VIA EPIA series SBC - any views?

Started by ElderUberGeek June 7, 2007
Has anyone used the EPIA series board from VIA?
Specifically the EK model:


ElderUberGeek wrote:

>Has anyone used the EPIA series board from VIA? > >Specifically the EK model: >
420 No, but after reading the spec I am just about to order one. If I do, what do you want to know about it? Also, do you know who has the best price? -- Guy Macon <>
 ElderUberGeek <> writes:

> Has anyone used the EPIA series board from VIA?
Yes. My desktop machine is a disk-less and fan-less VIA Mini-ITX based system. Totally quiet with no moving parts other than the power and reset switch (which I never use). I also use several other VIA Mini-ITX systems for Web-servers, firewall, etc. Petter -- A: Because it messes up the order in which people normally read text. Q: Why is top-posting such a bad thing? A: Top-posting. Q: What is the most annoying thing on usenet and in e-mail?
ElderUberGeek wrote:
>Has anyone used the EPIA series board from VIA? > >Specifically the EK model: >
See: They list many projects, although almost all of them are only about "original" ways of housing the VIA boards. Roberto Waltman [ Please reply to the group, return address is invalid ]
On Jun 7, 7:29 am, ElderUberGeek <> wrote:
> Has anyone used the EPIA series board from VIA?
I have not used that specific model. I have, however, used a couple of different Epia flavors starting with the very first Mini-ITX motherboard Via released (I guess that was in 2003 or thereabouts). We were replacing Geode-based boards for higher performance. For a high-end application running a big "desktop type" OS like Linux or similar, it's a very cost-effective solution compared to using a similarly-configured SBC. You also have the convenience that you can design a single box that will accept a variety of boards in the same form factor, so you can future-proof the housing to a certain degree. There are some annoyances with using these boards: - Relatively large volume (can be mitigated by underclocking the hardware and scaling down the heatsinks/fans). You can get the same performance in a much smaller SBC form factor if you're willing to pay the cost delta. - Complicated power supply requirements. - Much greater power consumption/heat dissipation issues than a comparable non-x86 system. - No published schedule of lifecycle. These are consumer PC components and could be discontinued or spun tomorrow, although Via's history is much better than most in this regard.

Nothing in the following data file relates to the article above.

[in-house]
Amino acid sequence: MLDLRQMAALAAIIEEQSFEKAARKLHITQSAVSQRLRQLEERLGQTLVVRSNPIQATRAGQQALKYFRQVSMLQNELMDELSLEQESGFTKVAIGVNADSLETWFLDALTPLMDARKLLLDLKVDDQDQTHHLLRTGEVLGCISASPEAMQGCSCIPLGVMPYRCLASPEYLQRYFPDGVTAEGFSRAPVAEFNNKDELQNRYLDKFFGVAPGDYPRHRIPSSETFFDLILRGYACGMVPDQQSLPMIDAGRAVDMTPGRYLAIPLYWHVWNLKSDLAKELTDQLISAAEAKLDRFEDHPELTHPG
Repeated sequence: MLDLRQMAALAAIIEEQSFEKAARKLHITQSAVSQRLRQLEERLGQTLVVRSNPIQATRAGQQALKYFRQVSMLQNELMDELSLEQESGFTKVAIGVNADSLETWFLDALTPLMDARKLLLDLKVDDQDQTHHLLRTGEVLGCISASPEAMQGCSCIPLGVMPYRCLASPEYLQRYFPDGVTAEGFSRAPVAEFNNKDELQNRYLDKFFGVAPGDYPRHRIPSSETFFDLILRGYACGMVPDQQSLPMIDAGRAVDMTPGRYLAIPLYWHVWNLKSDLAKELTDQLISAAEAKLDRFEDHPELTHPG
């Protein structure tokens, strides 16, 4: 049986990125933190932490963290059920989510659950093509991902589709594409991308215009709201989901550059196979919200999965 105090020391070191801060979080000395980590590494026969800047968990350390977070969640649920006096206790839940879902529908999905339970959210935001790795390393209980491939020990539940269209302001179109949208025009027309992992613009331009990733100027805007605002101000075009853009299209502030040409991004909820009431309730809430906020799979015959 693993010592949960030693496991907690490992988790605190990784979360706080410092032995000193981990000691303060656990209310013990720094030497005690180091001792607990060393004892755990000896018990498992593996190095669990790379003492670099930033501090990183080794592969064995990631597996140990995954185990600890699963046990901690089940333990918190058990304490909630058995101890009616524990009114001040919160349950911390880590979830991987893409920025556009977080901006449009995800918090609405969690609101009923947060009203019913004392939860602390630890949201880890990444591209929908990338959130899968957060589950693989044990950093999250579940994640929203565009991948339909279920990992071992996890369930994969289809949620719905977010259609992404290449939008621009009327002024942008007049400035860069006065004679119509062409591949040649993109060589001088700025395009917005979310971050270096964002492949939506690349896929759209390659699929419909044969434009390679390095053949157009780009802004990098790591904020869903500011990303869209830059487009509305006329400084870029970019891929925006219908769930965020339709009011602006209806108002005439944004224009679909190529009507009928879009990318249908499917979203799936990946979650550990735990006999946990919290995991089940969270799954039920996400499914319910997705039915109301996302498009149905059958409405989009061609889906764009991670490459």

On 2007-06-07, ElderUberGeek <> wrote:
> > Has anyone used the EPIA series board from VIA? > > Specifically the EK model: >
Not familiar specifically with the EK boards but have experience of several of the other EPIA boards and generally rate them. There are a few comments I'd make however: You can run into occasional compatibility niggles. Some of the horror stories you read on the net are a little overdramatic but they can crop up with certain software or hardware. In particular there are consistent reports of problems with VIA chipsets and certain Soundblaster cards. I wouldn't have thought that specific problem would crop up on these boards too often since you'd usually use the onboard audio, but it's something to be aware of. Personally, the only problem of that nature I've encountered is software - I usually run NetBSD and its bootloader doesn't like the boards. That's easily sorted going back to an older version of the bootloader code, which is more typical of problems - you can work around them easily enough, it's just a little hassle to do so. Like, I said though, for the most part the difficulties are vastly exaggerated, and they are in any case far more compatible than many boards usually used in an embedded context. Another point is that these boards run _HOT_, especially the passively cooled types. For the boards themselves this doesn't seem to be a problem, they can handle working at an elevated temperature for long periods. But it is something to bear in mind when you are thinking about enclosures, venting and such matters. Somebody else has already mentioned the power supply requirements and they have at least half a point in that most of the have an ATX-style power connector with the same requirements. For these systems it's usual to run them off DC-DC convertors which simply need a 12V supply, although that is something else to consider (they are available seperately, though often supplied with specialised ITX cases). The TC range have the convertor built in so all you need is a 12V supply. 60W is enough to power an entire system - board, HDD and optical drive, although that doesn't leave much leeway. I've used standard HDDs and laptop optical drives perfectly happily within that power budget. -- Andrew Smallshaw